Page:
The shouts, cracks and cheers of summer baseball, absent from the grounds of Union Catholic Regional High School for more than a month, will return to the Scotch Plains school on Wednesday, vice principal and assistant coach Jim Reagan said. Sounds, however, can be deceiving.
Ruling that "there is an imminent harm, an imminent danger of foul balls landing” in neighbors’ yards “on a near daily basis,” Union County Superior Court Judge John Malone issued a preliminary injunction Tuesday that both extends and modifies a temporary restraining order he granted June 8, which prohibited Union Catholic from holding or permitting baseball games or practices on the field it renovated in 2009.
In issuing Tuesday’s preliminary injunction – the middle step between a temporary restraining order, issued as a short-term remedy for emergencies, and a permanent injunction, which can only be ordered after a full trial – Malone upheld the previous measure’s restriction against games and full practices. However, he granted the school permission to hold and allow batting practice inside the enclosed bullpen located on the baseball diamond’s first-baseline. He also stated that the school may hold infield ground-ball practices, so long as the balls are hit by coaches, not players. Neither activity would put residents at risk of being struck by errant foul balls, Malone said.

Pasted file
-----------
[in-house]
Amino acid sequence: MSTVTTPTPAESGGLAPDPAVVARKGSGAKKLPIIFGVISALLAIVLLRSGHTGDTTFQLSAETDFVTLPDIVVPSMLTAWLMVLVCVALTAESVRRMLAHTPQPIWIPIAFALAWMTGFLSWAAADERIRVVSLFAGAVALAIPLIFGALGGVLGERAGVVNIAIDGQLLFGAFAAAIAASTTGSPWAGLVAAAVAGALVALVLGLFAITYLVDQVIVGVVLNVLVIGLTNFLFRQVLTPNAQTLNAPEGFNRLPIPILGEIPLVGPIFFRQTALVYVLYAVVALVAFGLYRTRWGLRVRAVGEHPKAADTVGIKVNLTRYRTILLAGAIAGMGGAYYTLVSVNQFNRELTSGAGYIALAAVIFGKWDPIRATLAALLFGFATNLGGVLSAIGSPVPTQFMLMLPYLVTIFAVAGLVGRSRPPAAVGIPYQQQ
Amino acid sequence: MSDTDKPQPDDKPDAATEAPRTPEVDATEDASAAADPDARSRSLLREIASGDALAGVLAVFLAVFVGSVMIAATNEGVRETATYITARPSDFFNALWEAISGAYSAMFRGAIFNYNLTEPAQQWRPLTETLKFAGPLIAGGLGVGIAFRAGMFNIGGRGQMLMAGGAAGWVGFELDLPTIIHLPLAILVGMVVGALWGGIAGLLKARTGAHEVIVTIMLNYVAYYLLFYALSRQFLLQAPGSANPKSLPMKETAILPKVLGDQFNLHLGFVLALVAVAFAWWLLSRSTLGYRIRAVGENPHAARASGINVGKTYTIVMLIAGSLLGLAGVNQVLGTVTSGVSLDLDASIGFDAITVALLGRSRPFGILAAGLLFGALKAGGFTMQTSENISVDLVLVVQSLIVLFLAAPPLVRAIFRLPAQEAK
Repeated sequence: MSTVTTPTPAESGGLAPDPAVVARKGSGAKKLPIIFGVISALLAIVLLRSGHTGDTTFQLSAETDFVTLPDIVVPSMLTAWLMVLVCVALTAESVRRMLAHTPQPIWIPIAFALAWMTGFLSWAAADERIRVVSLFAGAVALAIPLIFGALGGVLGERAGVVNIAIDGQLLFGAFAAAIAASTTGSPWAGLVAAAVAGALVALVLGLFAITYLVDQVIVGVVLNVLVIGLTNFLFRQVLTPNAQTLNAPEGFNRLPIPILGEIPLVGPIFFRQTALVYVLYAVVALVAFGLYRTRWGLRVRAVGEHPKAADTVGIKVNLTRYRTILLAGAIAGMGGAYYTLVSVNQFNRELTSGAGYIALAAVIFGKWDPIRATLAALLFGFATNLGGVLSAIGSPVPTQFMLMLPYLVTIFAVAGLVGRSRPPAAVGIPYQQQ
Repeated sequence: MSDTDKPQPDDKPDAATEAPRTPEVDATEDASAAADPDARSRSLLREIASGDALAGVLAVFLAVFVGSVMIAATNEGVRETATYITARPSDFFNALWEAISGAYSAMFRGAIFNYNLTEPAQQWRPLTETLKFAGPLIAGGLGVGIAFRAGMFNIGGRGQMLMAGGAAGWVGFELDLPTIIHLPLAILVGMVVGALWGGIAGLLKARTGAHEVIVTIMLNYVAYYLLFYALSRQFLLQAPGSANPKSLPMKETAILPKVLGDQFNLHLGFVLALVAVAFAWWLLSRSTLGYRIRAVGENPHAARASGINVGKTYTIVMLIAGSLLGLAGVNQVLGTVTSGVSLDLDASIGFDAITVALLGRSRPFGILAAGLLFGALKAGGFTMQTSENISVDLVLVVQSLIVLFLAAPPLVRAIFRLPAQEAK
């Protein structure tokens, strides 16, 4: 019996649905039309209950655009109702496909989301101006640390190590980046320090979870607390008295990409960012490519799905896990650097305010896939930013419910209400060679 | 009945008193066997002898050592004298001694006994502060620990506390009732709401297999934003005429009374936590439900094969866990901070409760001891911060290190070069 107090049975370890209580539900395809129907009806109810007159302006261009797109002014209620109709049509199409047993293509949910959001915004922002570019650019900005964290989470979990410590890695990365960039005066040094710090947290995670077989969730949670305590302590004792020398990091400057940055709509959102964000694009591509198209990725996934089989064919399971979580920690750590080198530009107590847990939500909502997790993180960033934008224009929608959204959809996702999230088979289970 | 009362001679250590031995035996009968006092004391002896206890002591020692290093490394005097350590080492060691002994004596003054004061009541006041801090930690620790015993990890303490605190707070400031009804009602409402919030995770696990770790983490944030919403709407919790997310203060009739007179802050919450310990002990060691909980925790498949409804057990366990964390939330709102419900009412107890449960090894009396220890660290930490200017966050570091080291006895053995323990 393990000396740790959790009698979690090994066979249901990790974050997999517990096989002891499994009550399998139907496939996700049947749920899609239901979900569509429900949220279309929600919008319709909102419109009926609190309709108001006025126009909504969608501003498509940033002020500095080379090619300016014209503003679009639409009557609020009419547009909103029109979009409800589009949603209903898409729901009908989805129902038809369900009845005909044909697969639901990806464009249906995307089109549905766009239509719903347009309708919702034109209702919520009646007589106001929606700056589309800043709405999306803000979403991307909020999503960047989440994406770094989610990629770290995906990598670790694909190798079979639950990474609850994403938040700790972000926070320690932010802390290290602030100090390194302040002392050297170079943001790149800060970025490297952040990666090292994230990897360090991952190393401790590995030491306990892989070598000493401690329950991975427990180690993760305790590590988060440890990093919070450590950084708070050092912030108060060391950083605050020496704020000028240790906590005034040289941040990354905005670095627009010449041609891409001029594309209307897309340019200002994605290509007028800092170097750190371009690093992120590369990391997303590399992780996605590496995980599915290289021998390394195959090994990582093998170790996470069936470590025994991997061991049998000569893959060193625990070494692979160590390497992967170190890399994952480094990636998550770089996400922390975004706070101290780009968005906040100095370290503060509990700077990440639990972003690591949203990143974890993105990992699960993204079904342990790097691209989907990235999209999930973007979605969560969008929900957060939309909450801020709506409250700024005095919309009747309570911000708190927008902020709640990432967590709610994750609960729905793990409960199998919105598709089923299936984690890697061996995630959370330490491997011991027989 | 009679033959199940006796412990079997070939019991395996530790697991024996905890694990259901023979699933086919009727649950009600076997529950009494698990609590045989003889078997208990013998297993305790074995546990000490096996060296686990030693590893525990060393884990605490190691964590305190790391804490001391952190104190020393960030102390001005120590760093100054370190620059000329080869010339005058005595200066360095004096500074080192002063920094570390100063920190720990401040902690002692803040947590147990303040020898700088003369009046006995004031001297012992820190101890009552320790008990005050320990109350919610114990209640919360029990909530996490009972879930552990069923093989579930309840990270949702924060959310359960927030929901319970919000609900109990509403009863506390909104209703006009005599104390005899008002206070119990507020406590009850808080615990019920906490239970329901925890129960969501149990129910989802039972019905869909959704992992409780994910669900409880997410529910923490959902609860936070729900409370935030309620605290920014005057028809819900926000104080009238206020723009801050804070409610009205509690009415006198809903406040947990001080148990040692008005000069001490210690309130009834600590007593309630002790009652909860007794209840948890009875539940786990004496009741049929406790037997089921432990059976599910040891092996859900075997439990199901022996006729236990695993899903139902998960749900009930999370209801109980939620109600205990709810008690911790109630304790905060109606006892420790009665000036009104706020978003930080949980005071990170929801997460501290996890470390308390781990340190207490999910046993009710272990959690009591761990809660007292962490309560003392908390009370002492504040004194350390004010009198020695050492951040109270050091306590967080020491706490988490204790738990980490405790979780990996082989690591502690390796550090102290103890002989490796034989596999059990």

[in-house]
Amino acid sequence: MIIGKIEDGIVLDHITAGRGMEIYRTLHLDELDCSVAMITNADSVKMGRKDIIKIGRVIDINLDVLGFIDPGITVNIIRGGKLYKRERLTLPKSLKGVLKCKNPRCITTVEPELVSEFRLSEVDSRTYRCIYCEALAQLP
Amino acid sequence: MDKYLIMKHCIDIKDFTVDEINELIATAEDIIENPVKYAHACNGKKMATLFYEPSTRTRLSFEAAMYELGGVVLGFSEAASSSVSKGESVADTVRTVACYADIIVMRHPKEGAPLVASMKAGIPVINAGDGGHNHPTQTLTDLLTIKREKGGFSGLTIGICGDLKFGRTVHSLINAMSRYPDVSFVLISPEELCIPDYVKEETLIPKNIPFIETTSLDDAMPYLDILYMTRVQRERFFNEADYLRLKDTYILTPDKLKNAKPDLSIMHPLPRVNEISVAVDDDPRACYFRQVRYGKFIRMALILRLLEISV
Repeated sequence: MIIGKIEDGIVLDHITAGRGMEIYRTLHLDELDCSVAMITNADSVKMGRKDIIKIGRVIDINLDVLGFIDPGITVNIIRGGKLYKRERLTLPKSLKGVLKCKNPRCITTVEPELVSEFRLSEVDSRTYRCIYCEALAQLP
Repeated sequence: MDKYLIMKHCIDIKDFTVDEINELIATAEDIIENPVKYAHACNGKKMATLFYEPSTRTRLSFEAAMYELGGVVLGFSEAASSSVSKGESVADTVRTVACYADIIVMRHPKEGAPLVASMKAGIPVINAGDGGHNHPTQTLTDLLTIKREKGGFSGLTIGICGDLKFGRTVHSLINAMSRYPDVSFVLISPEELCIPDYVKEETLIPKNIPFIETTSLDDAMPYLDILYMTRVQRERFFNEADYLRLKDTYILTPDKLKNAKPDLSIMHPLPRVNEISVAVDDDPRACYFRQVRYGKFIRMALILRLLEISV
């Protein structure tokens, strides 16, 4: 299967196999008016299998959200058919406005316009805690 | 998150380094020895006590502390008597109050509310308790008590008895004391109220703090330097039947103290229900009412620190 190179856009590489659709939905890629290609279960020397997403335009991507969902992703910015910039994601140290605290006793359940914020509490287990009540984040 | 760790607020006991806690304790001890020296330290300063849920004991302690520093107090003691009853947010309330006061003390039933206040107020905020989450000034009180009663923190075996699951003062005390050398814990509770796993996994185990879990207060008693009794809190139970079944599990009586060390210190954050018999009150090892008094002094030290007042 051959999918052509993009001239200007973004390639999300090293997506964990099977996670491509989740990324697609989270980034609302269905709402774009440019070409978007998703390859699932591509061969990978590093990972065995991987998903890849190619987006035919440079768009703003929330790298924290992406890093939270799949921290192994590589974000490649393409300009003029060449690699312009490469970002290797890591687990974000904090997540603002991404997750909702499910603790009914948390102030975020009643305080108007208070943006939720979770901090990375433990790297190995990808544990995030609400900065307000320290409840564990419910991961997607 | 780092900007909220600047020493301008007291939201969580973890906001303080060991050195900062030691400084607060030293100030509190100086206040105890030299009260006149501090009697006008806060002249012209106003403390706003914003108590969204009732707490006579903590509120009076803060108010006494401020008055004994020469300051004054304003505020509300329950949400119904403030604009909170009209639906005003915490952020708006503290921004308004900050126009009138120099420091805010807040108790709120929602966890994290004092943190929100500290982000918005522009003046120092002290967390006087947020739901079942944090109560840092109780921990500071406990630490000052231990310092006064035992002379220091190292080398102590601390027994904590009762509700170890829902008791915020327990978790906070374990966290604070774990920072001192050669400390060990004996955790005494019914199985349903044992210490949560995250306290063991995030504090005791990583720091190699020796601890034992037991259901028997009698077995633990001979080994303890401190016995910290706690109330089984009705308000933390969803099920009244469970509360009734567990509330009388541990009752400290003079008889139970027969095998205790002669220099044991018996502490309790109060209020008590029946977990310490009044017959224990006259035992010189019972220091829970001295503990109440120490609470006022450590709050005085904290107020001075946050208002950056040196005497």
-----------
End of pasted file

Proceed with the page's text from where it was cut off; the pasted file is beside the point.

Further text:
Lawyers representing the two sides in this legal fight will next meet with Malone on Sept. 23 for a conference. If the dispute ultimately proceeds to trial for a permanent injunction, the preliminary restraining order could bar Union Catholic from holding baseball games or full practices at its field through parts of 2012.
The two restraining orders stem from a lawsuit filed June 5 by Rajul and Sachin Shah, of 4 Dutch Lane. The couple, whose backyard overlooks left field, allege that since Union Catholic overhauled the school’s athletic fields, more baseballs than ever before have been flying into the family’s backyard, threatening both life and property.
Assistant principal and baseball coach Jim Reagan, in an affidavit filed with the court June 28, calls the Shahs’ claims “blatantly false.” He argues that the renovation shifted the diamond farther from the school’s property lines and that the new field incorporates higher fences.
These arguments were reiterated by the Shah’s and school’s lawyers on Tuesday. Scotch Plains resident Marc Rogoff, the attorney representing Rajul and Sachin Shah, spoke first. “If you’re going to conduct an activity on your property, you can’t put people around you at risk,” he argued. “Things are now worse than ever. Do we know why it’s happening? It doesn’t matter. It’s happening. The law doesn’t distinguish between seven balls, five balls, three balls.”